Harvard historian Oscar Handlin not only exposed the book’s flaws long ago and shredded Zinn’s “deranged fairy tale”; he also expressed a keen insight: “Brendan Behan once observed that whoever hated America hated mankind, and hatred of humanity is the dominant tone of Zinn’s book.”

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Zinn’s experience flying bombing missions in Europe during World War II had a profound effect on him and shaped his perspective of America as an imperialist evil. He went on to become a civil rights and anti-war activist, writing books such as Vietnam: The Logic of Withdrawal and You Can’t be Neutral on a Moving Train. On his website Zinn states, “I start from the supposition that the world is topsy-turvy, that things are all wrong, that the wrong people are in jail and the wrong people are out of jail, that the wrong people are in power and the wrong people are out of power.” This is the kind of nonsensical, anti-establishment rant one would expect from a seventh-grader, not from one of the most influential educators in the country. The KSM’s of the world should be freed from jail, and the Bush-Cheney-CIA axis of evil should be in jail? Yes, that would certainly set the world right. “What’s required,” he says, “is a total turn around. We want a country that uses its resources, its wealth, and its power to help people, not to hurt them.” (Emphasis added) Is America perfect? Is our history without stain? Far from it. But only the pathologically anti-American left can deny that this country has used its resources, wealth, and power largely for good, more than any nation in human history.

This perverse worldview lands Zinn on the wrong side of every issue he addresses: he expressed solidarity with vile academic fraud Ward Churchill, who dismissed the 3,000 victims of the 9/11 attacks as “little Eichmanns”; he placed the blame for those attacks squarely on the shoulders of American foreign policy, completely ignoring the underlying religious motivation; he endorsed the 9/11 truther movement; he offered support for former professor Sami al-Arian, who was jailed for his key role in the Palestinian Islamic Jihad, as “a victim of a cruel system, in which the rights of anyone who dissents from government policy are in danger”; he denounced “the so-called ‘war on terror'” as “an act of terrorism” itself (“This is not the behavior of a democracy but of a totalitarian state”); and he espoused the moral equivalence of suicide bombing (“The terrorism of the suicide bomber and the terrorism of aerial bombardment are indeed morally equivalent”) as well as the moral equivalence of the terrorists themselves (“the U.S. was reacting to the horrors perpetrated by the terrorists against innocent people in New York by killing other innocent people in Afghanistan”).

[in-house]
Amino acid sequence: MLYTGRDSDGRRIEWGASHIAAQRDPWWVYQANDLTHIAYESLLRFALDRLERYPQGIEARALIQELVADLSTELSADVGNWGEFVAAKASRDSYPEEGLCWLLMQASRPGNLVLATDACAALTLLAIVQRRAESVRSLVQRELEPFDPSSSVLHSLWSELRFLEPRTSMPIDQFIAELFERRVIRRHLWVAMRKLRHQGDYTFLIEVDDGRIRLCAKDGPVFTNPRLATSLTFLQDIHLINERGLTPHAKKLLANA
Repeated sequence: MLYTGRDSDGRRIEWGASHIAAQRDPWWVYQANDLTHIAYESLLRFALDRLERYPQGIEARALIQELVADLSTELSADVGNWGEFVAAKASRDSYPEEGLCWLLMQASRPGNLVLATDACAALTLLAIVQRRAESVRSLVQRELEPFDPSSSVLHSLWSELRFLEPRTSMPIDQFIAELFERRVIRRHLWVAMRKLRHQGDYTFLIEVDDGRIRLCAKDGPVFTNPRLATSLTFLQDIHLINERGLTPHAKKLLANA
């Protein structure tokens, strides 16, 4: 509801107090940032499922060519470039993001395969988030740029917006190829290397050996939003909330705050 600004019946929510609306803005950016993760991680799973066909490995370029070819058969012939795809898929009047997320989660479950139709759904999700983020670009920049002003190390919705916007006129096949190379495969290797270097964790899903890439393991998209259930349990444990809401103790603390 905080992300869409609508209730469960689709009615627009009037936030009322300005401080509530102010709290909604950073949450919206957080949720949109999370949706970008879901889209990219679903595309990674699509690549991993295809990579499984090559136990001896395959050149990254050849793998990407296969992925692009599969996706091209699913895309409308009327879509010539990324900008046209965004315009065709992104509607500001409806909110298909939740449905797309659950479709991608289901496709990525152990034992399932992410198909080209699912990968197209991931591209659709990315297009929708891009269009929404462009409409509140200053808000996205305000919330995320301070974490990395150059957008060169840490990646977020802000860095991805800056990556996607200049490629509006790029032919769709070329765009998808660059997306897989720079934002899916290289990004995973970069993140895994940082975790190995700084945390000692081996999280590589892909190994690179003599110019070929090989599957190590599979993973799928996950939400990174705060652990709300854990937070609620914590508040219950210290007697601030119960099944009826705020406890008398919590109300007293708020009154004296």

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Next week Matt Damon, still fresh-faced but now a $10 million-a-movie anti-capitalist, will use his stardom and boyish smile to promote Zinn’s work again. On Sunday The History Channel will serve as a delivery system for Zinn’s subversive anti-American agenda: a documentary co-produced by Damon entitled “The People Speak,” based on A People’s History of the United States and Voices of a People’s History of the United States, which Zinn co-edited with anti-war-on-terror socialist Anthony Arnove. Other Hollywood stars like Brolin, Marisa Tomei, Morgan Freeman, Viggo Mortensen, Rosario Dawson, and Kerry Washington have enlisted to put a pleasing face on this stealth attack (and not only in front of the camera; behind the scenes, Oscar-winning screenwriter Paul Haggis is on the Voices Advisory Board) which will launch on multiple fronts, including a classroom study guide, a performance tour of college campuses around the country, and a soundtrack album. The song titles hint at the soundtrack’s (and the project’s) tone: “The Drums Of War,” “Only A Pawn In Their Game,” “American Terrorist,” “Dear Mr. President,” “Masters of War.” Take that, rapacious military-industrial complex!

Why does a mere History Channel presentation featuring attractive, well-meaning celebrities merit concern? What is at stake here? To return to David Horowitz: “The two Americas that matter in the War on Terror are not those of rich and poor… (They) are an America that embraces its heritage and purposes, and an America that has seceded from both.” The secessionists like Howard Zinn know full well the effectiveness of disseminating their corrosive ideas through education and Hollywood, which Liberal Fascism‘s Jonah Goldberg labels “the most powerful propaganda agency in human history.” These arenas are key to indoctrinating America’s youth and eroding the patriotism that Zinn claims “has caused so much death and suffering.” What is at stake is America’s ability to stand strong and united against the Islamic threat and the challenge of rising new superpowers. What is at stake is our heritage and purpose, as Horowitz would say. What is at stake is the hearts and minds of our nation’s youth.

In that context, Good Will Hunting‘s “smartest guy in Boston” is starting to look like little more than a useful idiot.